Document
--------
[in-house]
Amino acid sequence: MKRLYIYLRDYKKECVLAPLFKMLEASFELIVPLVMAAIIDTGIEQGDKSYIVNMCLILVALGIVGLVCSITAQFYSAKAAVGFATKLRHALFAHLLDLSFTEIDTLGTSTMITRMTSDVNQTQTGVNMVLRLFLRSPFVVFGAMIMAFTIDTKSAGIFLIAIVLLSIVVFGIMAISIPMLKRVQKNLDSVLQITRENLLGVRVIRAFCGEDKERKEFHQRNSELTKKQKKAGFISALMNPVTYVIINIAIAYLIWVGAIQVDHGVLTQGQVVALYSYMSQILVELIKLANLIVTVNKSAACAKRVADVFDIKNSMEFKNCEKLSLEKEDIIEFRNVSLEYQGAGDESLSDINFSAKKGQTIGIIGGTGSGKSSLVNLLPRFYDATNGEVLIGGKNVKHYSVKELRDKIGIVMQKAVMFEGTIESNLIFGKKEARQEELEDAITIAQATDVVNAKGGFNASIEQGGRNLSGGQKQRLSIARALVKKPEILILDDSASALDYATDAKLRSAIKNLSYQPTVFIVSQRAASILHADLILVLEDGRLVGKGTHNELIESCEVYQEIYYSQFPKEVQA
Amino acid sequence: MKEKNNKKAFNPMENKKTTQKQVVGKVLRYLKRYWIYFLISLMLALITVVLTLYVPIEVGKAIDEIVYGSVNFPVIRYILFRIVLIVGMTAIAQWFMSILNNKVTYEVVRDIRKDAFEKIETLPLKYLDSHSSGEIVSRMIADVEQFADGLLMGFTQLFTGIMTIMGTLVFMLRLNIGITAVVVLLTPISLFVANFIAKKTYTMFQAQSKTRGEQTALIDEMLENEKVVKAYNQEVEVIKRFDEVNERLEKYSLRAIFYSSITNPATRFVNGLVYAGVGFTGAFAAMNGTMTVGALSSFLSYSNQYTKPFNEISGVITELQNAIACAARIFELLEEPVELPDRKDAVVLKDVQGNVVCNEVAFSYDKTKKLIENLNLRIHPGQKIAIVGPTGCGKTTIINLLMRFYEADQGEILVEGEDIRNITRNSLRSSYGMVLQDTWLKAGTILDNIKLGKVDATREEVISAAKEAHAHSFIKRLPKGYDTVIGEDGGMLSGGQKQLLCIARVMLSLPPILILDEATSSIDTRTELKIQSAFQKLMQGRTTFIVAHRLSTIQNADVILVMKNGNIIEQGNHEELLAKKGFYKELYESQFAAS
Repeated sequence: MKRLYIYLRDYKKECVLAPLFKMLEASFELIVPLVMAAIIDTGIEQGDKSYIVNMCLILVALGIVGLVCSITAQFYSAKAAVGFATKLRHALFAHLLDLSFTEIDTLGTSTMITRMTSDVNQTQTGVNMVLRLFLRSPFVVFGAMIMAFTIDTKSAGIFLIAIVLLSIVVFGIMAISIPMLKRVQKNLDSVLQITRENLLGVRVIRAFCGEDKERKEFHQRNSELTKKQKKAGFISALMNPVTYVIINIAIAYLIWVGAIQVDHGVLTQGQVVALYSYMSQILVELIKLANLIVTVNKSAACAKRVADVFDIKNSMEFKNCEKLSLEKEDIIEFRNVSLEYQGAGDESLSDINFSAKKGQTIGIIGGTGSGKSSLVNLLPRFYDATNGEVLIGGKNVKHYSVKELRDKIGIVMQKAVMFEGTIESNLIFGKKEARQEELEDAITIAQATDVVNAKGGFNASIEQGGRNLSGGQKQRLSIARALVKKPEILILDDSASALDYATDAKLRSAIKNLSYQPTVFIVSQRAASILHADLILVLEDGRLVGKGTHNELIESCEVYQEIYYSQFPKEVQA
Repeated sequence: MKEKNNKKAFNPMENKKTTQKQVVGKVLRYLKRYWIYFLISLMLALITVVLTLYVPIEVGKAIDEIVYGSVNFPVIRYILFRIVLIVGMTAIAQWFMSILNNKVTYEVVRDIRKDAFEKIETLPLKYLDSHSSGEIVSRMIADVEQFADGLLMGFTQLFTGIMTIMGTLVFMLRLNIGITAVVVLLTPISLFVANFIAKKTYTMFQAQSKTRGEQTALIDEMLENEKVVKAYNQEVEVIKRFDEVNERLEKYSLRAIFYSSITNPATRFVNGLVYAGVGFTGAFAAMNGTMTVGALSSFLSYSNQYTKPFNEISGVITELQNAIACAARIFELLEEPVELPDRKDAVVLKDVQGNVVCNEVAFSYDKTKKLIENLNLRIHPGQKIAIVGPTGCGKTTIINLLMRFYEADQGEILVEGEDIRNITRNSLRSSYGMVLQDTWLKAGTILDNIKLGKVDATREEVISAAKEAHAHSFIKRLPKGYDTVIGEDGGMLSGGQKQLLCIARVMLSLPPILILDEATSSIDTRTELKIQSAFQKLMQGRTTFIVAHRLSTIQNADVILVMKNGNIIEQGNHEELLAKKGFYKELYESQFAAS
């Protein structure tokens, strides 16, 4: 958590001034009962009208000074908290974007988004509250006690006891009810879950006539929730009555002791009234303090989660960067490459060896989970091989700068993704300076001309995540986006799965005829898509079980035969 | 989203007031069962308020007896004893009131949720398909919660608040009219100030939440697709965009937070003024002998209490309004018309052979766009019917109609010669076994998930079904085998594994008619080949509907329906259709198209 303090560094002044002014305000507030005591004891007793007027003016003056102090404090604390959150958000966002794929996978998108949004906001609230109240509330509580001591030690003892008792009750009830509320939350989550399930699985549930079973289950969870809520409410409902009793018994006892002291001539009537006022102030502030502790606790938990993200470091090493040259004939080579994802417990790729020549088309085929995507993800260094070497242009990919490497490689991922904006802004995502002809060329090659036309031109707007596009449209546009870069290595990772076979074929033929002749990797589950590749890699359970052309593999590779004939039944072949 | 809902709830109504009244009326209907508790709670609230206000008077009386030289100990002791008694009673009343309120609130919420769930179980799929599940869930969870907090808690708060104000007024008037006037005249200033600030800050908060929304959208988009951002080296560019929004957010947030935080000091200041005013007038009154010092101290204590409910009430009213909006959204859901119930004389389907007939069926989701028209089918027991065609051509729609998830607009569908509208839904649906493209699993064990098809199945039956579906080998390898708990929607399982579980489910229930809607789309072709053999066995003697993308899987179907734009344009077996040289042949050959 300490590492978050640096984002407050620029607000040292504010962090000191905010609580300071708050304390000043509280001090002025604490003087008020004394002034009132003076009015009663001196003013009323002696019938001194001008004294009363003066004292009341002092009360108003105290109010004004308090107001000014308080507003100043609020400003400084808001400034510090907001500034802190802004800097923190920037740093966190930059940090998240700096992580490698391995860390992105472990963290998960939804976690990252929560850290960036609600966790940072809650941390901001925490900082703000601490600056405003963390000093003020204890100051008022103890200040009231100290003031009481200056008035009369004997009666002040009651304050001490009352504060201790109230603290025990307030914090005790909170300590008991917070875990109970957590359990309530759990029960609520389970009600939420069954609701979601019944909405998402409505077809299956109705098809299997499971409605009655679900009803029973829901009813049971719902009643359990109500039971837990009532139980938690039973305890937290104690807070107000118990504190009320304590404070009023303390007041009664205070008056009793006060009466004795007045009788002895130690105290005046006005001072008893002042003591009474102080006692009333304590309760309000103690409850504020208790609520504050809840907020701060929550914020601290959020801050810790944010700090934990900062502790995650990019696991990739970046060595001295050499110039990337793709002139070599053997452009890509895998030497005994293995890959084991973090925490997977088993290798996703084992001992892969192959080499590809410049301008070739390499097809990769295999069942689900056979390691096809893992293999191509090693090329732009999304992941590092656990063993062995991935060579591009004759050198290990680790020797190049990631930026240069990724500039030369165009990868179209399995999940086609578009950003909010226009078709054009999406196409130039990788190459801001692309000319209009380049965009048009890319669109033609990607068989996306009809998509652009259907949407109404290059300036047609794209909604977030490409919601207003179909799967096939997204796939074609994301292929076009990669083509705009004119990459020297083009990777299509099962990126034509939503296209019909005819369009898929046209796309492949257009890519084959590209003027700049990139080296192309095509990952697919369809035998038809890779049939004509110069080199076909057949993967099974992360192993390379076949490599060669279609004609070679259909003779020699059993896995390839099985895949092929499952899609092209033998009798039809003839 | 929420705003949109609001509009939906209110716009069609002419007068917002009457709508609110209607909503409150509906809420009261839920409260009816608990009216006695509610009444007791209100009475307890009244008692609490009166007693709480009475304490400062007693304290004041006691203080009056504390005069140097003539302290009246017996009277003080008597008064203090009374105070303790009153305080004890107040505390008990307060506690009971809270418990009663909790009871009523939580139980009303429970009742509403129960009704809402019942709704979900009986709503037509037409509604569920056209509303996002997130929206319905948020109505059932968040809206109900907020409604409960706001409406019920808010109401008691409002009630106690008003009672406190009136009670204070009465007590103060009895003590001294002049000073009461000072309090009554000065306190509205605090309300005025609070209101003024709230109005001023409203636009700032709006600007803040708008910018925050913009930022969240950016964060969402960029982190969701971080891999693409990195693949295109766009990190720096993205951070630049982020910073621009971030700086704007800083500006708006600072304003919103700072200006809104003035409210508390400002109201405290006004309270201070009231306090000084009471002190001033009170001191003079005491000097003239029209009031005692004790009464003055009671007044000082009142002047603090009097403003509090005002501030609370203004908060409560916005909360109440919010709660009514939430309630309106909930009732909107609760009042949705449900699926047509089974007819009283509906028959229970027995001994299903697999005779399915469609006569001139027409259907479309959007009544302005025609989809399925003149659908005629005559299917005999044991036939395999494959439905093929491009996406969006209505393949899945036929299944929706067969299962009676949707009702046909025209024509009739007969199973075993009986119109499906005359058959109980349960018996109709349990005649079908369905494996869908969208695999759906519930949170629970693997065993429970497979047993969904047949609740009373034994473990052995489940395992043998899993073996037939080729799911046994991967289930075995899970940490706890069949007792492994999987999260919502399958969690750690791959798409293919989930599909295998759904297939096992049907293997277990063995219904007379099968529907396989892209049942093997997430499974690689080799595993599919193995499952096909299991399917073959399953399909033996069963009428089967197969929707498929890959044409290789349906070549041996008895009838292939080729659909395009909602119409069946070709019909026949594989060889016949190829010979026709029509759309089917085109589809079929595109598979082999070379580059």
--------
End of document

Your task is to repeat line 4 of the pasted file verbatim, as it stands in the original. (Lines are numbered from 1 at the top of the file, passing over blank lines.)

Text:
Repeated sequence: MKRLYIYLRDYKKECVLAPLFKMLEASFELIVPLVMAAIIDTGIEQGDKSYIVNMCLILVALGIVGLVCSITAQFYSAKAAVGFATKLRHALFAHLLDLSFTEIDTLGTSTMITRMTSDVNQTQTGVNMVLRLFLRSPFVVFGAMIMAFTIDTKSAGIFLIAIVLLSIVVFGIMAISIPMLKRVQKNLDSVLQITRENLLGVRVIRAFCGEDKERKEFHQRNSELTKKQKKAGFISALMNPVTYVIINIAIAYLIWVGAIQVDHGVLTQGQVVALYSYMSQILVELIKLANLIVTVNKSAACAKRVADVFDIKNSMEFKNCEKLSLEKEDIIEFRNVSLEYQGAGDESLSDINFSAKKGQTIGIIGGTGSGKSSLVNLLPRFYDATNGEVLIGGKNVKHYSVKELRDKIGIVMQKAVMFEGTIESNLIFGKKEARQEELEDAITIAQATDVVNAKGGFNASIEQGGRNLSGGQKQRLSIARALVKKPEILILDDSASALDYATDAKLRSAIKNLSYQPTVFIVSQRAASILHADLILVLEDGRLVGKGTHNELIESCEVYQEIYYSQFPKEVQA